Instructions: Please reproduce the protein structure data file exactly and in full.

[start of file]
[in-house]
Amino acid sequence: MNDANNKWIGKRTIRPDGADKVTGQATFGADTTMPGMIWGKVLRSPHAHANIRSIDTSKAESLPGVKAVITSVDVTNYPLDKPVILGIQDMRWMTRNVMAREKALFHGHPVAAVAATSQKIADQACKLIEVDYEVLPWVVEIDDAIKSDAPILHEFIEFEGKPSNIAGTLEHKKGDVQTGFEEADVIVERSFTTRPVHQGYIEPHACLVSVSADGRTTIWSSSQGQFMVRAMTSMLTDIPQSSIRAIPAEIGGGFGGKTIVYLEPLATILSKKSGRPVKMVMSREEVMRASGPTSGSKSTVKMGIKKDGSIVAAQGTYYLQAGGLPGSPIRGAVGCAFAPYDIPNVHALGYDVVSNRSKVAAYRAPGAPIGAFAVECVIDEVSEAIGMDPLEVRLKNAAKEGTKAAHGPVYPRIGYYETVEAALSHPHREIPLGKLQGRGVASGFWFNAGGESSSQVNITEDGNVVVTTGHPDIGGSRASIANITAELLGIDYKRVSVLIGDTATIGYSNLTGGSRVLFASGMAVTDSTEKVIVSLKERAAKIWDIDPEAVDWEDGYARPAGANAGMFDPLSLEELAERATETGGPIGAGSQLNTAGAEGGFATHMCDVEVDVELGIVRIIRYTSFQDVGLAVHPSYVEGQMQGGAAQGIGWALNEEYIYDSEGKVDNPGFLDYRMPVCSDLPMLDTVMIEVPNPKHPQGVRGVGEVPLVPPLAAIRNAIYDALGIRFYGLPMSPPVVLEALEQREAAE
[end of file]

[in-house]
Amino acid sequence: MNDANNKWIGKRTIRPDGADKVTGQATFGADTTMPGMIWGKVLRSPHAHANIRSIDTSKAESLPGVKAVITSVDVTNYPLDKPVILGIQDMRWMTRNVMAREKALFHGHPVAAVAATSQKIADQACKLIEVDYEVLPWVVEIDDAIKSDAPILHEFIEFEGKPSNIAGTLEHKKGDVQTGFEEADVIVERSFTTRPVHQGYIEPHACLVSVSADGRTTIWSSSQGQFMVRAMTSMLTDIPQSSIRAIPAEIGGGFGGKTIVYLEPLATILSKKSGRPVKMVMSREEVMRASGPTSGSKSTVKMGIKKDGSIVAAQGTYYLQAGGLPGSPIRGAVGCAFAPYDIPNVHALGYDVVSNRSKVAAYRAPGAPIGAFAVECVIDEVSEAIGMDPLEVRLKNAAKEGTKAAHGPVYPRIGYYETVEAALSHPHREIPLGKLQGRGVASGFWFNAGGESSSQVNITEDGNVVVTTGHPDIGGSRASIANITAELLGIDYKRVSVLIGDTATIGYSNLTGGSRVLFASGMAVTDSTEKVIVSLKERAAKIWDIDPEAVDWEDGYARPAGANAGMFDPLSLEELAERATETGGPIGAGSQLNTAGAEGGFATHMCDVEVDVELGIVRIIRYTSFQDVGLAVHPSYVEGQMQGGAAQGIGWALNEEYIYDSEGKVDNPGFLDYRMPVCSDLPMLDTVMIEVPNPKHPQGVRGVGEVPLVPPLAAIRNAIYDALGIRFYGLPMSPPVVLEALEQREAAE